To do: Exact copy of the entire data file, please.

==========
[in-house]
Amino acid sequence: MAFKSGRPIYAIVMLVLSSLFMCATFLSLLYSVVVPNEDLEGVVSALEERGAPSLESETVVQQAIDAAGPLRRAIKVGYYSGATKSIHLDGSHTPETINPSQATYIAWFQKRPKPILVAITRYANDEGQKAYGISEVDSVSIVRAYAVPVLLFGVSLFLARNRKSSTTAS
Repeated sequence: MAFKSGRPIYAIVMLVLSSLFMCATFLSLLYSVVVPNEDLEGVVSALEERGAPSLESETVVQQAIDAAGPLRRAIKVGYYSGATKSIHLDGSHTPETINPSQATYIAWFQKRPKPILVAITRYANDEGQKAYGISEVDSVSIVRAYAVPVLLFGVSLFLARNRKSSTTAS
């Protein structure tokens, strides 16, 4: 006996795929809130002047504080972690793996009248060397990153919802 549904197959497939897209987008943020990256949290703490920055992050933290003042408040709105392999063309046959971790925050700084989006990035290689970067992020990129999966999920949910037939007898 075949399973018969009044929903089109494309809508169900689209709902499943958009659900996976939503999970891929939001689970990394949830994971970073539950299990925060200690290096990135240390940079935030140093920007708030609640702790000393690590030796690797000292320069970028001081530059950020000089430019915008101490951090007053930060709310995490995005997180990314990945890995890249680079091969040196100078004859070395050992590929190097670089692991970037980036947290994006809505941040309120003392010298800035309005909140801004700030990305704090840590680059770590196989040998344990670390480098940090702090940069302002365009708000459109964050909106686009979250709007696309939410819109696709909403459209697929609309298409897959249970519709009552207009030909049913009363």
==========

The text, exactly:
[in-house]
Amino acid sequence: MAFKSGRPIYAIVMLVLSSLFMCATFLSLLYSVVVPNEDLEGVVSALEERGAPSLESETVVQQAIDAAGPLRRAIKVGYYSGATKSIHLDGSHTPETINPSQATYIAWFQKRPKPILVAITRYANDEGQKAYGISEVDSVSIVRAYAVPVLLFGVSLFLARNRKSSTTAS
Repeated sequence: MAFKSGRPIYAIVMLVLSSLFMCATFLSLLYSVVVPNEDLEGVVSALEERGAPSLESETVVQQAIDAAGPLRRAIKVGYYSGATKSIHLDGSHTPETINPSQATYIAWFQKRPKPILVAITRYANDEGQKAYGISEVDSVSIVRAYAVPVLLFGVSLFLARNRKSSTTAS
């Protein structure tokens, strides 16, 4: 006996795929809130002047504080972690793996009248060397990153919802 549904197959497939897209987008943020990256949290703490920055992050933290003042408040709105392999063309046959971790925050700084989006990035290689970067992020990129999966999920949910037939007898 075949399973018969009044929903089109494309809508169900689209709902499943958009659900996976939503999970891929939001689970990394949830994971970073539950299990925060200690290096990135240390940079935030140093920007708030609640702790000393690590030796690797000292320069970028001081530059950020000089430019915008101490951090007053930060709310995490995005997180990314990945890995890249680079091969040196100078004859070395050992590929190097670089692991970037980036947290994006809505941040309120003392010298800035309005909140801004700030990305704090840590680059770590196989040998344990670390480098940090702090940069302002365009708000459109964050909106686009979250709007696309939410819109696709909403459209697929609309298409897959249970519709009552207009030909049913009363």